Plus, there's the whole thing where they're always there, floating around watching everything but unable to interact with it. That makes it perfect as the source for a superheroic ghost story, but then, it should be. I mean, it's right there in the name.

Those are the aspects that Morrison and Foreman are working with in this story, and the way they introduce them is downright perfect, right down to the very first line.



The first eighteen issues of Action Comics were easily among the standouts of the New 52 relaunch, and "It was Halloween on the planet Krypton" might be the single best sentence of the entire run. It sets the creepy tone immediately, and tying the opening of the Phantom Zone to the more familiar haints that you get from horror stories makes the rest of the story that follows pack a huge punch. It's the kind of sentence that I wish I could write, but as we all know just from reading this column, I usually take a couple hundred words to get anywhere.

The thing is, this isn't a comic that stops at those brief, elegant setups, either. As good as those themes might be, and as much as those first few pages might play with building as much of a moody, creepy atmosphere as you can get at Superman's crystal palace at the North Pole, it's still a superhero story. It's still a Superman story, in fact, which means that if it's going to work, it has to be the most superhero story that it's possible to tell.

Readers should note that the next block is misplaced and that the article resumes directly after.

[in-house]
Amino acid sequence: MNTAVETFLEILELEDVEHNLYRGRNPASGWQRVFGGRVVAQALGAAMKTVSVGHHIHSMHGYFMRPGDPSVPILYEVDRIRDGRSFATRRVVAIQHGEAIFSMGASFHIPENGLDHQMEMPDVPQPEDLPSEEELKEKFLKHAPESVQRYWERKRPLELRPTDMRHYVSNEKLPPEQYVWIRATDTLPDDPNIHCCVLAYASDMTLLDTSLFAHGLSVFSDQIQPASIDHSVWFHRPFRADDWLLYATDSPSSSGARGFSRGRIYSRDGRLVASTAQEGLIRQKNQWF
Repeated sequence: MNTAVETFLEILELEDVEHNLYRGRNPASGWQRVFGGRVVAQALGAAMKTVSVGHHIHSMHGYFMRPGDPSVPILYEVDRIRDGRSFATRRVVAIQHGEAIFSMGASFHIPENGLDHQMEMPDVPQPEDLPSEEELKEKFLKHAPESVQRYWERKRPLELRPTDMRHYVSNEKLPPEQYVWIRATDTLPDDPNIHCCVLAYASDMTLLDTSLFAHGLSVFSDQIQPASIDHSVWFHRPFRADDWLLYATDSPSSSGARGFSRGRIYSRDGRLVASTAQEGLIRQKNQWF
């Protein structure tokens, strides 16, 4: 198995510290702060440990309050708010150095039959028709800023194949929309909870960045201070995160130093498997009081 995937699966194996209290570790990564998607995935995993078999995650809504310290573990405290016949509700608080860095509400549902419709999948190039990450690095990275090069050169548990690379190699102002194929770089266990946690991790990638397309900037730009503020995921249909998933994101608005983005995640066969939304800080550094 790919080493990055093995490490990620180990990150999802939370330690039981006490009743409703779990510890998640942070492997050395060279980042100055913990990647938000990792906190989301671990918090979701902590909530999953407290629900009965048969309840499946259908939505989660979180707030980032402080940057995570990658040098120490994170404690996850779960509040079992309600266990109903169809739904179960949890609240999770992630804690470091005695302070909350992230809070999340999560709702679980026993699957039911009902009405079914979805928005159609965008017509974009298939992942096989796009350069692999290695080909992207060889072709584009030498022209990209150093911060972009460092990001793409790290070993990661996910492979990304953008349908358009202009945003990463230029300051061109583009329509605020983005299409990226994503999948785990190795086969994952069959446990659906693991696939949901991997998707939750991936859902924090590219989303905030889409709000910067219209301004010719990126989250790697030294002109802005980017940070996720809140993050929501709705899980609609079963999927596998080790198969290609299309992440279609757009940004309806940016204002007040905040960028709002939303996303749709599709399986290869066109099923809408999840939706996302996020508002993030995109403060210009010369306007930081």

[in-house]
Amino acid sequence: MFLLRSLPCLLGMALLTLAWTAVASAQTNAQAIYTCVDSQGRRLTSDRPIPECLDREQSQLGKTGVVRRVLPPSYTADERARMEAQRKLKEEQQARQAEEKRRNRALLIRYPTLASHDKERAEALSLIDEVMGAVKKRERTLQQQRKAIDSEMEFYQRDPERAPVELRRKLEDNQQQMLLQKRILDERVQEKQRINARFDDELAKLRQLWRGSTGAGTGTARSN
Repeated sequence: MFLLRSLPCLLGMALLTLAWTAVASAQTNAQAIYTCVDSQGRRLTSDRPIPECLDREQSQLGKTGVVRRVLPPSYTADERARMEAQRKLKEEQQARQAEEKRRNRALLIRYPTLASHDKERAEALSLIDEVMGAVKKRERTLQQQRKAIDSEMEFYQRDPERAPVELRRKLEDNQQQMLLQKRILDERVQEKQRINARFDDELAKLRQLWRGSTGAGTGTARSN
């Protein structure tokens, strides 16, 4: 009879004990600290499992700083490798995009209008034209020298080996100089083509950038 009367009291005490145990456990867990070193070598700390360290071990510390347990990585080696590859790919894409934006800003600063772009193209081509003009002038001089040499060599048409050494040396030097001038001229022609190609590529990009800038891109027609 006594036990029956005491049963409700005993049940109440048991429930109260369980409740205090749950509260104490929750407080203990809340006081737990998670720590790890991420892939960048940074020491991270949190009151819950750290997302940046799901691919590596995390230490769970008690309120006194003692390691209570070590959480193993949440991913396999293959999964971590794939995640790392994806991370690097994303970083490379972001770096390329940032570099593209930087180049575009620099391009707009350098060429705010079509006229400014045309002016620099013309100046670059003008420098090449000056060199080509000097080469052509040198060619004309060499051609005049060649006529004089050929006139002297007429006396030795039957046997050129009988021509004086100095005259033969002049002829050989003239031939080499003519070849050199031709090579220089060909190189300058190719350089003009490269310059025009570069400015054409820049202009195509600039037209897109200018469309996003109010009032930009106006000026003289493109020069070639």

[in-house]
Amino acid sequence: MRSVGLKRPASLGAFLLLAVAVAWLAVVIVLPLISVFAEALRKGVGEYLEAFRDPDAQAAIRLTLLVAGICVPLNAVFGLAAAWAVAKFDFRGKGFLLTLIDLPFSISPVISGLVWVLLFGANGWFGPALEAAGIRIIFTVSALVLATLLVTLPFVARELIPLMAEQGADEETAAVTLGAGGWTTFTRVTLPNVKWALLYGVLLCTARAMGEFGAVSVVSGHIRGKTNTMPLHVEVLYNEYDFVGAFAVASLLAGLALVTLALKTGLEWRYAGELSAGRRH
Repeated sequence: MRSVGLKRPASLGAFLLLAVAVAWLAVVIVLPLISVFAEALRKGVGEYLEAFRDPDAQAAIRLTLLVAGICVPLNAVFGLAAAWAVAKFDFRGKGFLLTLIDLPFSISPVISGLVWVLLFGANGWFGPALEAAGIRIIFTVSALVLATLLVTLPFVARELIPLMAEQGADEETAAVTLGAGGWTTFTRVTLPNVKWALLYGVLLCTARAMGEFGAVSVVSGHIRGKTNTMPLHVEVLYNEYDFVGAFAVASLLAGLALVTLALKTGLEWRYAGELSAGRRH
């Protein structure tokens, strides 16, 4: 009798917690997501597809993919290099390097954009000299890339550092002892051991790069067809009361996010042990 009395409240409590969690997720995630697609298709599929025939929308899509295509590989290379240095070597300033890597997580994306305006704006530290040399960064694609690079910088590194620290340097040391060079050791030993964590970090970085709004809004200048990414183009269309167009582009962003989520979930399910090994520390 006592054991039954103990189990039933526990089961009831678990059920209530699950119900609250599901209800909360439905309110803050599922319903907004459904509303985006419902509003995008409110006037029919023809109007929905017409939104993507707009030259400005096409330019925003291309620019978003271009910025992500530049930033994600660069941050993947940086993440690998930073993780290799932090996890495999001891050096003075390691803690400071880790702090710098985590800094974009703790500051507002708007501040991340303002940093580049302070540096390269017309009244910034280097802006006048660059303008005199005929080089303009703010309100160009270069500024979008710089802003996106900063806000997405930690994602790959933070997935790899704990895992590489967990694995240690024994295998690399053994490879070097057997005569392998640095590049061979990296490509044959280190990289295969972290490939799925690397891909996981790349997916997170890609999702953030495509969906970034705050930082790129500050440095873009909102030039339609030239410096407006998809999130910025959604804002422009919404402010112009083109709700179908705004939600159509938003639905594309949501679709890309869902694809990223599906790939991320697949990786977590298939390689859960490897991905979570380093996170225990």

And that, I assume, is why it ends up being about an evil space mummy ghost who wants to turn Earth into a planet of zombies.



Seriously: A mummy that is also a ghost that is also a mad scientist that is also an evil space alien. It's everything you want out of a superheroic Halloween story all at once! It's great! And just in case we needed a little more in there, there's also a scene where Superman ends up wearing that space mummy's costume for good measure.

At the end of the day, though, the single best piece of the story isn't any of those things, which is one of the reasons that it makes for such a compelling read. It's a Halloween story --- It's explicitly a Halloween story right from page one, and delivers on that promise in the biggest way possible with a space mummy --- but there's something else in play, too, and it's something I don't want to spoil on the off-chance that there's anyone out there who hasn't read it yet. That piece of the story, like Superman himself, is as far away from the traditionally spooky aspects of a "Halloween" story as you can get.

Or maybe it isn't. As spooky as the stories might get, the ghosts that we hear about around Halloween don't just turn the lights out and rattle chains. There's another aspect of those lingering spirits; the part where they represent something beyond this life that still has an interest in what's going on that might not always revolve entirely around vengeance. That part of Halloween is in here, too. Really, the only thing it's missing is a bucket full of candy.



Ask Chris art by Erica HendersonIf you’ve got a question you’d like to see Chris tackle in a future column, just send it to @theisb on Twitter with the hashtag #AskChris.